The Worst Chapter Of Our Lives Will Never Be Our Whole Story

Joshua Earle/ Unsplash

I lately had a vivid dream about receiving an odd assigning on my first day at a new job. In my dreaming, several new hires eagerly met with our superintendent who surprised us by tasking us with writing an essay on “karma.”

Gulp. A lump of anxiety formed in my throat that I could feel, even in my dream nation. I was pretty sure “karma” was just a fancy term for “destiny” or “fate, ” a heady topic under any name and one I wasn’t thrilled to tackle.

As dream-me first considered the word, I couldn’t get past the biggest event of my real life. I lost my not quite six-year-old daughter four years ago to an illness.

Was this really my fate? Had my actions to that point genuinely resulted me to that dismal destiny? If so, what horrific act had I perpetrated that karma needed to punish me so altogether?

I didn’t want to write the essay. I wanted to run as far away from impossible questions as I could.

So instead of sitting down to write, I went to visit a friend in prison; a person who exists in real life but who happened to be incarcerated only in my dreaming. As we talked, he told me about a reciprocal acquaintance, this one a fictional product of my subconscious mind, who regularly visited him in jail.

I was amazed at my friend’s news. Though he has a good heart, he is, in reality, a rough and tumble product of the working class Polish/ Italian streets which is something we grew up. He’s lived a violent at times existence, eeking out a living through both legal and illegal means, and has a personal ethos that the courts does indeed mandate an eye for an eye in nearly all situations.

His visitor, on the other hand, was conceived in my intellect as a frail Asian named Jung Lee who seemed to me to be far too intellectual, kind, and gentle to have much in common with my friend. Nevertheless, my friend talked in my dream about the difference Jung Lee had stimulated in their own lives by visiting him.

He looked forward to their regular meetings and the lessons he learned through Jung’s far different view. He seemed eager to attain positive changes in his life on his coming release from prison.

At this point, the dreaming fizzled, as they often do. I awoke, immediately replaying the fragments in my mind and piecing them together as best I could.

How did the rest of the dreaming relate to the karma essay assignment given at the beginning? I felt my friend’s fictional interaction with the Jung Lee character might hold some meaning worth exploring.

Perhaps my friend’s destiny wasn’t his incarceration and all the actions that led to it. Though that was certainly part of it, perhaps his full destiny was still evolving. Maybe satisfying Jung and all that might follow were as much a part of his tale as anything that happened previously.

He could even have a hand in shaping this fate, and already was shaping it, simply by accepting Jung into his life and being open to a new message counter to nearly everything he had heard and believed to this phase. A life of atonement through sharing his story and helping others avoid similar tracks seemed a likely second act.

I’m very aware that this is a simplistic and optimistic viewpoint. Does anyone really want to accept that karma is so unforgiving as to deal out a lengthy prison term or the loss of the person or persons you love the most and that the narrative ends there?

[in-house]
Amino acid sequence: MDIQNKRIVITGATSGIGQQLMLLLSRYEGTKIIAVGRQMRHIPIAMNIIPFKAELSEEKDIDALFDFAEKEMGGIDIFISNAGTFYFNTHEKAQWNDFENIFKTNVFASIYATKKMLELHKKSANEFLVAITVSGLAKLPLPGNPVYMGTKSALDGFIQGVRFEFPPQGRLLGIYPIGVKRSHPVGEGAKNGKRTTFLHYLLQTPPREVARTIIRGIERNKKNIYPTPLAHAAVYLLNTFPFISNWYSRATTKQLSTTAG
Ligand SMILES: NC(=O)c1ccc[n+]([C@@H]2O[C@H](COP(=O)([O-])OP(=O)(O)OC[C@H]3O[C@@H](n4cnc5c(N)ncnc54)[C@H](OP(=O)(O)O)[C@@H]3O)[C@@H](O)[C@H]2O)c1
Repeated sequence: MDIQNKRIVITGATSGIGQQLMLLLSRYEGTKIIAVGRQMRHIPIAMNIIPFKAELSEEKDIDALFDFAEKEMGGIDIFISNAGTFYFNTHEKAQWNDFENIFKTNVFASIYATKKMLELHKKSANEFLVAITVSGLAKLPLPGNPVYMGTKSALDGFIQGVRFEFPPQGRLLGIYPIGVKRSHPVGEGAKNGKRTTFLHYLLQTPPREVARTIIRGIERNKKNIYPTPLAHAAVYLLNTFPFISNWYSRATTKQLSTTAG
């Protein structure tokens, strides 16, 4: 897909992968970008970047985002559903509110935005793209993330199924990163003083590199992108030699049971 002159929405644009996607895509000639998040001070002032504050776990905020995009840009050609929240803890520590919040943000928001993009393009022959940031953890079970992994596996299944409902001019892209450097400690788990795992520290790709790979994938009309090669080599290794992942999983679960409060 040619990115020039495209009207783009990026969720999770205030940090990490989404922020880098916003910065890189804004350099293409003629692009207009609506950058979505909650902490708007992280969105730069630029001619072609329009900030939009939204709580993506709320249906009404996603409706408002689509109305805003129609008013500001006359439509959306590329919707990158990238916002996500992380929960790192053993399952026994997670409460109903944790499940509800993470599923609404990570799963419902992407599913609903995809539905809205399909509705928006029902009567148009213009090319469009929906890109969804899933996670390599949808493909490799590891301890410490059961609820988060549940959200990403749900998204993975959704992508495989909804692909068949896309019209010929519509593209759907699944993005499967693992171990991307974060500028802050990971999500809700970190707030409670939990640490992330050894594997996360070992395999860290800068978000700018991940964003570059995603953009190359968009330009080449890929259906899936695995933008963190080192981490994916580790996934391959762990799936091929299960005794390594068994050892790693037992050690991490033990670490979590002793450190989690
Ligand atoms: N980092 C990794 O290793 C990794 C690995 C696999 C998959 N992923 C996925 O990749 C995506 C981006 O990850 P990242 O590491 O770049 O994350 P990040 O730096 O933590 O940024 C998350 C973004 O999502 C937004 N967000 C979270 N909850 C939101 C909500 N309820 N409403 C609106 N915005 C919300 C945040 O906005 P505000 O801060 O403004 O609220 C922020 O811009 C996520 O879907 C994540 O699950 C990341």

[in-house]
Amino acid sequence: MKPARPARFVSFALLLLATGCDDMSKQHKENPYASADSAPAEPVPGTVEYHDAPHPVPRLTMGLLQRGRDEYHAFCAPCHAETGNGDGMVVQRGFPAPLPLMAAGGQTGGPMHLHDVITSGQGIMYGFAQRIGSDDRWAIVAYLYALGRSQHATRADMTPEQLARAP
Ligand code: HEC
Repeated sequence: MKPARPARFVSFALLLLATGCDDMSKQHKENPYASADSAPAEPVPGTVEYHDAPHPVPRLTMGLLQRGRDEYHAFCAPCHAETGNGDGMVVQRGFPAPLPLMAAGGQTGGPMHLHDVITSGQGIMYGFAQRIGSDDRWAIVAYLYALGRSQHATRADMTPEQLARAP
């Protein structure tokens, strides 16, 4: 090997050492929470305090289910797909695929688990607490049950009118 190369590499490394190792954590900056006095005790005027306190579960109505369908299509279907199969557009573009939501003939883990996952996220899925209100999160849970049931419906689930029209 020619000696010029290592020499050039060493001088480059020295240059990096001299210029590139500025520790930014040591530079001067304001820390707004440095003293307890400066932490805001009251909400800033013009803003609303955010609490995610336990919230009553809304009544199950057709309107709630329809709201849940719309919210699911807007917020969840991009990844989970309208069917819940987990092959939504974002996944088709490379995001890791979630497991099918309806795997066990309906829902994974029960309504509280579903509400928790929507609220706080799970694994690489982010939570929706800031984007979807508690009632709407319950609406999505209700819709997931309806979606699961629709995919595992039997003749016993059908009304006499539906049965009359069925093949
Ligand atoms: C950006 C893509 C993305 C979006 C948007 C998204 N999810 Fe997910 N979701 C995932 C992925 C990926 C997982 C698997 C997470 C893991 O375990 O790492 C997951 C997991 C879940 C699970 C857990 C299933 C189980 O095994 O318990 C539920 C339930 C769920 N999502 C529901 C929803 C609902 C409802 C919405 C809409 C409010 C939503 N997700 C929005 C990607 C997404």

A story of redemption offers hope. And actually, without hope what incentive is there to trudge forward?

There’s no question the view of karma I derived from this dreaming is healthier than a opinion where karma leads to the horrific event and only objectives there. It’s also a view that promotes self-preservation so it could be clouded by an overruling desire to survive above all else.

I’m still wrestling with that and likely will for a long time. I’ll surely always believe that part of karma for me was the loss of my daughter and that there is no real reason for it. It just happened, and there was certainly an immense feeling of soul-crushing finality.

In the wake of her demise, I’ve mourned mightily this finality. That’s a huge part of the story.

But maybe that’s not all there is to it. Maybe there are more chapters.

There’s also the story of trying to live a more authentic life by leaving a career I loathed and starting my own business doing something about which I’m passionate. If there’s any opportunity she can see me from wherever she is, I’d want her to insure me defined not only by heartache but also by hope.

For all of us who are carrying around the weight of loss or poor selections or bad luck, perhaps that seemingly defining event isn’t the whole of our tale. I’m not willing to say the reason the bad thing happened is so the good thing could follow, but I am willing to entertain the idea that it is possible to persevere and grow and help create a new path with multiple events that define us.

Most explanations of karma I’ve read refer to this sum total of many actions and events; not only one. To me, this means we have many opportunities each day, right up until the working day we draw our last breath, to assistance write our fates through big and small actions.

Granted, specific actions( or inactivities) loom much larger than others and will assume greater roles in shaping who we become, but it’s the very rare one that exclusively marks anyone forever. All of us who are mired in struggles that seem all-encompassing may gain some much-needed hope and perspective by remembering this multifaceted nature of the elusive idea of karma.

“Realize that everything connects to everything else.”~ Attributed to Leonardo da Vinci

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